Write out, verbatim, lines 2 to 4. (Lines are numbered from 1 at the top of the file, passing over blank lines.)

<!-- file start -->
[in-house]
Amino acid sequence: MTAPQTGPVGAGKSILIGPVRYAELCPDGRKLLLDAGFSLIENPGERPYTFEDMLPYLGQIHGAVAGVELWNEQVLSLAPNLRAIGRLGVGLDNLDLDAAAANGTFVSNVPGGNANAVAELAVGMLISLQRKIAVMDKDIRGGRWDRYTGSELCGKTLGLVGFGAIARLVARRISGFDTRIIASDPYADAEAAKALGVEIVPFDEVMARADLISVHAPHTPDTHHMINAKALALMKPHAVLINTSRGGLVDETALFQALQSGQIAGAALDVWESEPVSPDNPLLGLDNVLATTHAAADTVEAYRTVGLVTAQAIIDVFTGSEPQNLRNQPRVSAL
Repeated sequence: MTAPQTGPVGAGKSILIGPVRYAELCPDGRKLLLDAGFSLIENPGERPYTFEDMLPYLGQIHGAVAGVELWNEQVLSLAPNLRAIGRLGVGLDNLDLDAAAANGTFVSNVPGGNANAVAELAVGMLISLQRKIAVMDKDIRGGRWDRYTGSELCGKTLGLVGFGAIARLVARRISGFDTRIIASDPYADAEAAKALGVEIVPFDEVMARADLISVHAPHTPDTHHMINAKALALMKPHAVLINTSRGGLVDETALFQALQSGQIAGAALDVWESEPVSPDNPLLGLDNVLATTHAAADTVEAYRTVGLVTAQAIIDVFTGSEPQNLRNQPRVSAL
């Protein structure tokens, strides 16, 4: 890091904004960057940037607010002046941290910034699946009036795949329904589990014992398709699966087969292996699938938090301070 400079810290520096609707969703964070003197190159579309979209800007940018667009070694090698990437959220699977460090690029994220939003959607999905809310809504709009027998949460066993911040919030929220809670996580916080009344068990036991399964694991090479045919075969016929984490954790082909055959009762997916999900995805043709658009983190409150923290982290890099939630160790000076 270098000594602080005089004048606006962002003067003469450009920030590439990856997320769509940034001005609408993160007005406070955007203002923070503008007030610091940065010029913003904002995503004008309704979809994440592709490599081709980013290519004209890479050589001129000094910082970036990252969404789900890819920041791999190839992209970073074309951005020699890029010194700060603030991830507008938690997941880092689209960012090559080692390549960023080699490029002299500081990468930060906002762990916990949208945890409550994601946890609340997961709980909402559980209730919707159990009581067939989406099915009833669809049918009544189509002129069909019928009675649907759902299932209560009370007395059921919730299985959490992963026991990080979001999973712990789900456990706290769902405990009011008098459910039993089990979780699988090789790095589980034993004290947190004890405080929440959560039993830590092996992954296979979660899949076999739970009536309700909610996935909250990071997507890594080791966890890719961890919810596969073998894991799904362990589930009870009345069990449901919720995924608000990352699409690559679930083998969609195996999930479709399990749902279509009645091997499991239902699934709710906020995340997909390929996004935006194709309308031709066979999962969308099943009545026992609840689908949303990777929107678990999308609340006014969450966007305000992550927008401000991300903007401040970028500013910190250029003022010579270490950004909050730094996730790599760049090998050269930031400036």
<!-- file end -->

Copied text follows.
Amino acid sequence: MTAPQTGPVGAGKSILIGPVRYAELCPDGRKLLLDAGFSLIENPGERPYTFEDMLPYLGQIHGAVAGVELWNEQVLSLAPNLRAIGRLGVGLDNLDLDAAAANGTFVSNVPGGNANAVAELAVGMLISLQRKIAVMDKDIRGGRWDRYTGSELCGKTLGLVGFGAIARLVARRISGFDTRIIASDPYADAEAAKALGVEIVPFDEVMARADLISVHAPHTPDTHHMINAKALALMKPHAVLINTSRGGLVDETALFQALQSGQIAGAALDVWESEPVSPDNPLLGLDNVLATTHAAADTVEAYRTVGLVTAQAIIDVFTGSEPQNLRNQPRVSAL
Repeated sequence: MTAPQTGPVGAGKSILIGPVRYAELCPDGRKLLLDAGFSLIENPGERPYTFEDMLPYLGQIHGAVAGVELWNEQVLSLAPNLRAIGRLGVGLDNLDLDAAAANGTFVSNVPGGNANAVAELAVGMLISLQRKIAVMDKDIRGGRWDRYTGSELCGKTLGLVGFGAIARLVARRISGFDTRIIASDPYADAEAAKALGVEIVPFDEVMARADLISVHAPHTPDTHHMINAKALALMKPHAVLINTSRGGLVDETALFQALQSGQIAGAALDVWESEPVSPDNPLLGLDNVLATTHAAADTVEAYRTVGLVTAQAIIDVFTGSEPQNLRNQPRVSAL
């Protein structure tokens, strides 16, 4: 890091904004960057940037607010002046941290910034699946009036795949329904589990014992398709699966087969292996699938938090301070 400079810290520096609707969703964070003197190159579309979209800007940018667009070694090698990437959220699977460090690029994220939003959607999905809310809504709009027998949460066993911040919030929220809670996580916080009344068990036991399964694991090479045919075969016929984490954790082909055959009762997916999900995805043709658009983190409150923290982290890099939630160790000076 270098000594602080005089004048606006962002003067003469450009920030590439990856997320769509940034001005609408993160007005406070955007203002923070503008007030610091940065010029913003904002995503004008309704979809994440592709490599081709980013290519004209890479050589001129000094910082970036990252969404789900890819920041791999190839992209970073074309951005020699890029010194700060603030991830507008938690997941880092689209960012090559080692390549960023080699490029002299500081990468930060906002762990916990949208945890409550994601946890609340997961709980909402559980209730919707159990009581067939989406099915009833669809049918009544189509002129069909019928009675649907759902299932209560009370007395059921919730299985959490992963026991990080979001999973712990789900456990706290769902405990009011008098459910039993089990979780699988090789790095589980034993004290947190004890405080929440959560039993830590092996992954296979979660899949076999739970009536309700909610996935909250990071997507890594080791966890890719961890919810596969073998894991799904362990589930009870009345069990449901919720995924608000990352699409690559679930083998969609195996999930479709399990749902279509009645091997499991239902699934709710906020995340997909390929996004935006194709309308031709066979999962969308099943009545026992609840689908949303990777929107678990999308609340006014969450966007305000992550927008401000991300903007401040970028500013910190250029003022010579270490950004909050730094996730790599760049090998050269930031400036």